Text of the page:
So, how much does psych sheet scoring really matter at the NCAA level? Some adamantly believe it doesn’t. Some adamantly believe it does. Others don’t want to believe it does – because they want to believe that their team will always roar really hard and has the “mental toughness” to “show up when it counts.”
At this year’s women’s NCAA Championships, at least, psych sheet scoring mattered a lot.
See below for the teams that were seeded to finish in the top 20 based on psych sheets. We’ve limited it there, because we feel that this encompasses the teams with a lot of entries, where they’re cushioned from one swimmer just being ‘off,’ and are also the teams best suited to split focus between their conference championship meets and NCAA’s.
Of course, psych sheet scoring will never be a perfect indicator of final placement. If it is an indicator of final placement, that in-and-of-itself is pretty noteworthy. The two big things that psych sheet scoring will never be able to account for, no matter how carefully coaches plan out their seasons and tapers, are DQ’s and diving.
So, when looking at teams who varied by more than one spot from their predicted spot, the explanation is almost always diving. Texas moved up two spots – because of diving. Minnesota moved up two spots – because of diving.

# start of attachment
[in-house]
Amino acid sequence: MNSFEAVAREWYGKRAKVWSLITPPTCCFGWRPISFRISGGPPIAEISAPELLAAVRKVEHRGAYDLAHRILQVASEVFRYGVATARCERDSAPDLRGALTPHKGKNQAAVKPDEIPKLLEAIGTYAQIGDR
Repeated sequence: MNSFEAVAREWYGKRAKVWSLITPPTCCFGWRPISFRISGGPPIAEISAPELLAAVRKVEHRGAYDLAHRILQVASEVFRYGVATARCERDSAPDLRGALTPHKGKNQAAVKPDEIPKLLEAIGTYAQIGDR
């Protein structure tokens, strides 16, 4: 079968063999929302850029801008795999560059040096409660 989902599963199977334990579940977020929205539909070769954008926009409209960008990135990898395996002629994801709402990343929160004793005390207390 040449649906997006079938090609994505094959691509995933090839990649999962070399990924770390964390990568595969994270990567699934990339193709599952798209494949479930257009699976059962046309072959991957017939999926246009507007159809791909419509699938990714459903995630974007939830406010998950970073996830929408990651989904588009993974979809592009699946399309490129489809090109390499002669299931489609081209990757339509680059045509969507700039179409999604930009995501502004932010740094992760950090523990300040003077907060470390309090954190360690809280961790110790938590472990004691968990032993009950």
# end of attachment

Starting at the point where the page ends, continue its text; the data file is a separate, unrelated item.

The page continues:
Virginia’s slide of four spots as compared to psych sheet scoring can be explained, in half, by an A-Final relay DQ and diving points. UNC slid about six spots, and they did have on individual event DQ, but it wasn’t an overly costly one.
Cal’s relay DQ arguably cost them the second-place position; had they legally finished that relay, they would’ve surpassed Stanford. But in terms of surpassing Stanford in swimming-only points, ironically Cal outscored Stanford on diving, so it would’ve taken about a 4th-place finish in the 200 medley relay to ensure that – which is never a guarantee.
What does this mean? Well, last year’s psych sheet scoring was pretty fair too. We didn’t look back two years ago, before the format change, but our feeling is that if you did, the result might be different.
Our hypothesis is that with the new NCAA qualification system, where swimmers can’t just sneak into individual events based on relay swims, we will continue to see a pattern toward psych sheets being a better, though not perfect, predictor of final NCAA finish. The new qualification system pretty well leaves coaches in one of two classes: either a big rest mid-season, or a big rest at the conference meet and trying to carry it through. Across teams with 8-18 qualifiers, with the averaging out in the different “classes” of those qualifiers (AKA – those who slide in easily, versus those who really need to push to get there).
At any rate, we’ve included both a sortable and a static table below for those who might be on a phone.
|Seeded Place||Actual Place||Psych Scored Points||Actual Swimming Points Scored||Diving Points||Actual Scored Points|
|San Diego State||16||27||54||28||0||28|